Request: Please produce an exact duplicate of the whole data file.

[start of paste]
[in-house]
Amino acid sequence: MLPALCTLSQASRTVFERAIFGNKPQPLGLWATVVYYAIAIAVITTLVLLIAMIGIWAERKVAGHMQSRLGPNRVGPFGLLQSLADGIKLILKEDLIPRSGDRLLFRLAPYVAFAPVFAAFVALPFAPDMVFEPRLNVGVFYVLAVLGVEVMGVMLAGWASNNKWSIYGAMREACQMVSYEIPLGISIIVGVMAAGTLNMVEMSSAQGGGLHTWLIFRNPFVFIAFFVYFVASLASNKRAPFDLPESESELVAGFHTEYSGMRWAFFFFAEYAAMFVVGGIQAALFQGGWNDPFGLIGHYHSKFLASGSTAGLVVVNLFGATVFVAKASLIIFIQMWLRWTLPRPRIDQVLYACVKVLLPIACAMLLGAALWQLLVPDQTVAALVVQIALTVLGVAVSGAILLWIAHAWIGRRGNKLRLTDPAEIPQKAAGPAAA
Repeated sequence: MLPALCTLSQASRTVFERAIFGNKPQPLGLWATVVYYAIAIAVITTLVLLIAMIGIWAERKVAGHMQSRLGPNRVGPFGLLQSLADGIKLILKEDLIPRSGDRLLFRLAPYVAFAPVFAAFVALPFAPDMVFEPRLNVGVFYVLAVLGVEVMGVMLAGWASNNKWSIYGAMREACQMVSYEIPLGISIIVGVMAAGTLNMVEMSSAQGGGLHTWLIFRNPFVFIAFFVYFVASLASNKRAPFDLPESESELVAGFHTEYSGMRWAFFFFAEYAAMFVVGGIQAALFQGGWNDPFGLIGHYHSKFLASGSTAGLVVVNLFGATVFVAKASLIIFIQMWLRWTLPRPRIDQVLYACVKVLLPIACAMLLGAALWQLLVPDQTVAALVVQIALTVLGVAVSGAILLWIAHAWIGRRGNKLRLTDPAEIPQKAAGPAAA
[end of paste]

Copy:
[in-house]
Amino acid sequence: MLPALCTLSQASRTVFERAIFGNKPQPLGLWATVVYYAIAIAVITTLVLLIAMIGIWAERKVAGHMQSRLGPNRVGPFGLLQSLADGIKLILKEDLIPRSGDRLLFRLAPYVAFAPVFAAFVALPFAPDMVFEPRLNVGVFYVLAVLGVEVMGVMLAGWASNNKWSIYGAMREACQMVSYEIPLGISIIVGVMAAGTLNMVEMSSAQGGGLHTWLIFRNPFVFIAFFVYFVASLASNKRAPFDLPESESELVAGFHTEYSGMRWAFFFFAEYAAMFVVGGIQAALFQGGWNDPFGLIGHYHSKFLASGSTAGLVVVNLFGATVFVAKASLIIFIQMWLRWTLPRPRIDQVLYACVKVLLPIACAMLLGAALWQLLVPDQTVAALVVQIALTVLGVAVSGAILLWIAHAWIGRRGNKLRLTDPAEIPQKAAGPAAA
Repeated sequence: MLPALCTLSQASRTVFERAIFGNKPQPLGLWATVVYYAIAIAVITTLVLLIAMIGIWAERKVAGHMQSRLGPNRVGPFGLLQSLADGIKLILKEDLIPRSGDRLLFRLAPYVAFAPVFAAFVALPFAPDMVFEPRLNVGVFYVLAVLGVEVMGVMLAGWASNNKWSIYGAMREACQMVSYEIPLGISIIVGVMAAGTLNMVEMSSAQGGGLHTWLIFRNPFVFIAFFVYFVASLASNKRAPFDLPESESELVAGFHTEYSGMRWAFFFFAEYAAMFVVGGIQAALFQGGWNDPFGLIGHYHSKFLASGSTAGLVVVNLFGATVFVAKASLIIFIQMWLRWTLPRPRIDQVLYACVKVLLPIACAMLLGAALWQLLVPDQTVAALVVQIALTVLGVAVSGAILLWIAHAWIGRRGNKLRLTDPAEIPQKAAGPAAA